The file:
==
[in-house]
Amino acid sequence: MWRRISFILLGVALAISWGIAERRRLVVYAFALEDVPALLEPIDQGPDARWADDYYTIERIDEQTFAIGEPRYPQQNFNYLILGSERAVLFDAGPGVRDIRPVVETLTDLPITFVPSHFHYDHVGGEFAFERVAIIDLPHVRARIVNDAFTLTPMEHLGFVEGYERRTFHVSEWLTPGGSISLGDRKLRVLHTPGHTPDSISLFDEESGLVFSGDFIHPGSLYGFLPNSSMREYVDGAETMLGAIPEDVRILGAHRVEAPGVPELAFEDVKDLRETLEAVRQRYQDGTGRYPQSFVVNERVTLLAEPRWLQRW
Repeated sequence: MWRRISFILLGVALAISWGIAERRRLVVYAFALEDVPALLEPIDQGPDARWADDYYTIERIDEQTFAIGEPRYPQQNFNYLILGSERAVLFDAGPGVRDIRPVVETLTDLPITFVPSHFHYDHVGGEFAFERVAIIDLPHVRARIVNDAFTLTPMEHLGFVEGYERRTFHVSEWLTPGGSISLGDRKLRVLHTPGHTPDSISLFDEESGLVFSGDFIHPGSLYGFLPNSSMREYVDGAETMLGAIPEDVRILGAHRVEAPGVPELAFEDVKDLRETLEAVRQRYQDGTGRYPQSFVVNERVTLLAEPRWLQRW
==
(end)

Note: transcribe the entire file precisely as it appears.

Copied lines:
[in-house]
Amino acid sequence: MWRRISFILLGVALAISWGIAERRRLVVYAFALEDVPALLEPIDQGPDARWADDYYTIERIDEQTFAIGEPRYPQQNFNYLILGSERAVLFDAGPGVRDIRPVVETLTDLPITFVPSHFHYDHVGGEFAFERVAIIDLPHVRARIVNDAFTLTPMEHLGFVEGYERRTFHVSEWLTPGGSISLGDRKLRVLHTPGHTPDSISLFDEESGLVFSGDFIHPGSLYGFLPNSSMREYVDGAETMLGAIPEDVRILGAHRVEAPGVPELAFEDVKDLRETLEAVRQRYQDGTGRYPQSFVVNERVTLLAEPRWLQRW
Repeated sequence: MWRRISFILLGVALAISWGIAERRRLVVYAFALEDVPALLEPIDQGPDARWADDYYTIERIDEQTFAIGEPRYPQQNFNYLILGSERAVLFDAGPGVRDIRPVVETLTDLPITFVPSHFHYDHVGGEFAFERVAIIDLPHVRARIVNDAFTLTPMEHLGFVEGYERRTFHVSEWLTPGGSISLGDRKLRVLHTPGHTPDSISLFDEESGLVFSGDFIHPGSLYGFLPNSSMREYVDGAETMLGAIPEDVRILGAHRVEAPGVPELAFEDVKDLRETLEAVRQRYQDGTGRYPQSFVVNERVTLLAEPRWLQRW